That Was The Week That Was

When I wasn’t researching the history of a much-loved children’s hymn, I was reading the following posts and articles:

This Methodist church in Bodmin, England was closed in 2006 and sold for redevelopment – Creative Commons (Tony Atkin)

• Last week I mentioned the local Methodist church that received national attention for its supposed plan to expel older worshippers. That story inspired Emily McFarlan Miller to report on the larger challenge of “restarting” declining churches.

• Also in my home state, Pope County, MN just approved a refugee resettlement plan… after voting overwhelmingly for Donald Trump in 2016.

• I hope Amanda Carpenter is right that there’s a meaningful role left for Never Trump Republicans — e.g., Peter Wehner, who continues to find Christian arguments for Trump thoroughly unpersuasive.

(And if you don’t believe Wehner, maybe you’ll find this evangelical pastor who ran for Congress as a Republican more convincing.)

• Of course, I also hope that something happens to make the Democratic Party more hospitable to Americans who believe that there should be restrictions on abortion rights. So I’m maybe not the best predictor of politics in this election year.

• In the wake of Mark Galli’s editorial against Trump, his successor at Christianity Today promised to occupy the “extreme middle.”

• David Albertson agrees with the religious right that “there is indeed an ascendant paganism afoot in our country today. It threatens the social and moral fabric of American public life and contends directly against the voice of Christian truth.” He just thinks they’re looking for the wrong paganism.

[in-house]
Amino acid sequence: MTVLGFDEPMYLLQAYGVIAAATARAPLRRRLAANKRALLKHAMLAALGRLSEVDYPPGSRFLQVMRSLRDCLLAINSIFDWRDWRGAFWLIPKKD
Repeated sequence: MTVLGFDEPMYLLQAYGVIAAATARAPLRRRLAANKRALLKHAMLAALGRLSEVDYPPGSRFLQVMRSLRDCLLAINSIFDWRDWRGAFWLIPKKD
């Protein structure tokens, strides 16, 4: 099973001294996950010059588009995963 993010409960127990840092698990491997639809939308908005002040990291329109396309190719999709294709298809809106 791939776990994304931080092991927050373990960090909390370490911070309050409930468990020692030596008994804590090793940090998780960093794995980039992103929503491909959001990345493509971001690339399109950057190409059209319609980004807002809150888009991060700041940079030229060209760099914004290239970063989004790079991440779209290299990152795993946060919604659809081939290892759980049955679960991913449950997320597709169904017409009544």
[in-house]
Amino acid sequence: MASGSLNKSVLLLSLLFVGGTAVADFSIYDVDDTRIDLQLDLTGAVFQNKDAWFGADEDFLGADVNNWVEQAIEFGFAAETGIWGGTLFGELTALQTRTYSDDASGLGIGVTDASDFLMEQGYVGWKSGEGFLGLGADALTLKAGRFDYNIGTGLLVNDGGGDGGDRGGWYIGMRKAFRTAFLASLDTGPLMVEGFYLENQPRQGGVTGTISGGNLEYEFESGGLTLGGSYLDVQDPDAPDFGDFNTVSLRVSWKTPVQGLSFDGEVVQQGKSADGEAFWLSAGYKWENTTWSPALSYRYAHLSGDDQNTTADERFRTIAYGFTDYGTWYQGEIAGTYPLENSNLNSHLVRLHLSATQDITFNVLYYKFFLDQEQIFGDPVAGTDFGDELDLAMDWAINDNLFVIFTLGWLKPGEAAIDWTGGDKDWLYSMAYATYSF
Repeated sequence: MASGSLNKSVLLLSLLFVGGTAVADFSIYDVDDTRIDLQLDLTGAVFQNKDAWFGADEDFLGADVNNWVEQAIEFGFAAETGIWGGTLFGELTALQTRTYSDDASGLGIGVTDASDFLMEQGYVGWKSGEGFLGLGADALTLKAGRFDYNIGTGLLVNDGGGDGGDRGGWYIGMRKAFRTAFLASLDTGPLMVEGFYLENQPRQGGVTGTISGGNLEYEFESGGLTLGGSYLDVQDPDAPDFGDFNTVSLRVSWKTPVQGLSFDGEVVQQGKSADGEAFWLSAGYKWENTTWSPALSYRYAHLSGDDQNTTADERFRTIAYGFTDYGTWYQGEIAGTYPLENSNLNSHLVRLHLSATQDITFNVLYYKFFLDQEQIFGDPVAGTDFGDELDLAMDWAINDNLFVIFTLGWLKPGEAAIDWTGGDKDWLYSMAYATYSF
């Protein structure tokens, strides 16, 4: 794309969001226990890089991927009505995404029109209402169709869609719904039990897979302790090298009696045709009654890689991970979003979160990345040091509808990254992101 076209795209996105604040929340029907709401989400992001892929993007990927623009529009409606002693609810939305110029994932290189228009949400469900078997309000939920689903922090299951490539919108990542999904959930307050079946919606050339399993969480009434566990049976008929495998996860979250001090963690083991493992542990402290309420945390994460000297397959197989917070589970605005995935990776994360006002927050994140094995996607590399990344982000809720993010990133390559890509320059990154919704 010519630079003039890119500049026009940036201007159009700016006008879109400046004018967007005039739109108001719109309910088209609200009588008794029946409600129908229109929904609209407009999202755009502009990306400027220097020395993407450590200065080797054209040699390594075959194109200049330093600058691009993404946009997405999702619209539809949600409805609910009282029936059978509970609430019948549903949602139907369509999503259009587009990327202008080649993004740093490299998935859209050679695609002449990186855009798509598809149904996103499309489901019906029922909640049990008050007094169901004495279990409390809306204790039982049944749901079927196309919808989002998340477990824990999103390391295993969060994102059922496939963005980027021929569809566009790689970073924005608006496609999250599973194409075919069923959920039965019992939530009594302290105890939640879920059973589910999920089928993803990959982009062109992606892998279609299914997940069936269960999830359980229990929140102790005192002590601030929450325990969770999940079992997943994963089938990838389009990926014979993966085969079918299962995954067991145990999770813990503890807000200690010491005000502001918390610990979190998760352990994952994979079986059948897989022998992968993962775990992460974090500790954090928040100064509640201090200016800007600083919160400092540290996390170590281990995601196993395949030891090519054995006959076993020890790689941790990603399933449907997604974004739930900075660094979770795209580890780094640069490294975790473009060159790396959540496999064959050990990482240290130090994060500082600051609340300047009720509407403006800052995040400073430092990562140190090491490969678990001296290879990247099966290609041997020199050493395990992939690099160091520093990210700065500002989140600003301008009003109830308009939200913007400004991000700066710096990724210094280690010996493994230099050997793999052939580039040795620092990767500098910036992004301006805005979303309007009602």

• On both right and left, most pundits and scholars looking at religion and politics focus on Protestants. But in Iowa, Joe Biden is making much of his Catholicism.

Then-vice president Biden visiting the Basilica of Our Lady of Guadalupe in Mexico City in 2012 – White House Archives

• Speaking of prominent Catholics… I knew little about the faith of Kobe Bryant, who attended Mass just hours before the helicopter crash that took his life.

• Bryant’s death got one philosopher thinking about the social norms pressuring us to “pretend that the recently deceased were good or better than they really were.”

• Does social media make us less likely to change our minds? (If so, I wonder if blogging is any different…)

• I dabble in Instagram for the sake of maintaining our department’s account. But the world of Christian influencers like Sadie Robertson and, um, Tim Tebow is a mystery to me.

• What will happen to the non-Christian faculty and students of a Nashville art school that merged with a Christian university in that city?

Creative Commons (EVula)

• A Chinese-American graduate student looked to Martin Luther for some help in responding to the coronavirus outbreak, centered in the province where her grandparents still live.

• Immigrant churches in the Midwest are reviving and revising the legacy of Luther (at least in worship).

• One of the lesser-known legacies of World War I: it helped inspire the civil rights movement.

• As we start teaching our sports history course tomorrow, I know that Chris Moore and I will realize just how much we have to learn about… sports history. For example, I had no idea that a group of African American investors tried to start the first black-owned and operated NFL franchise in 1971. They meant to call it the Memphis Kings, three years after Martin Luther King, Jr. was assassinated in that city.

• Guess how many minutes of actual football action are on screen in a typical football broadcast.

• No, it won’t stop me from watching the Super Bowl in a few hours. But learning more about the public health history of football just deepened my uneasiness with being a fan of that sport.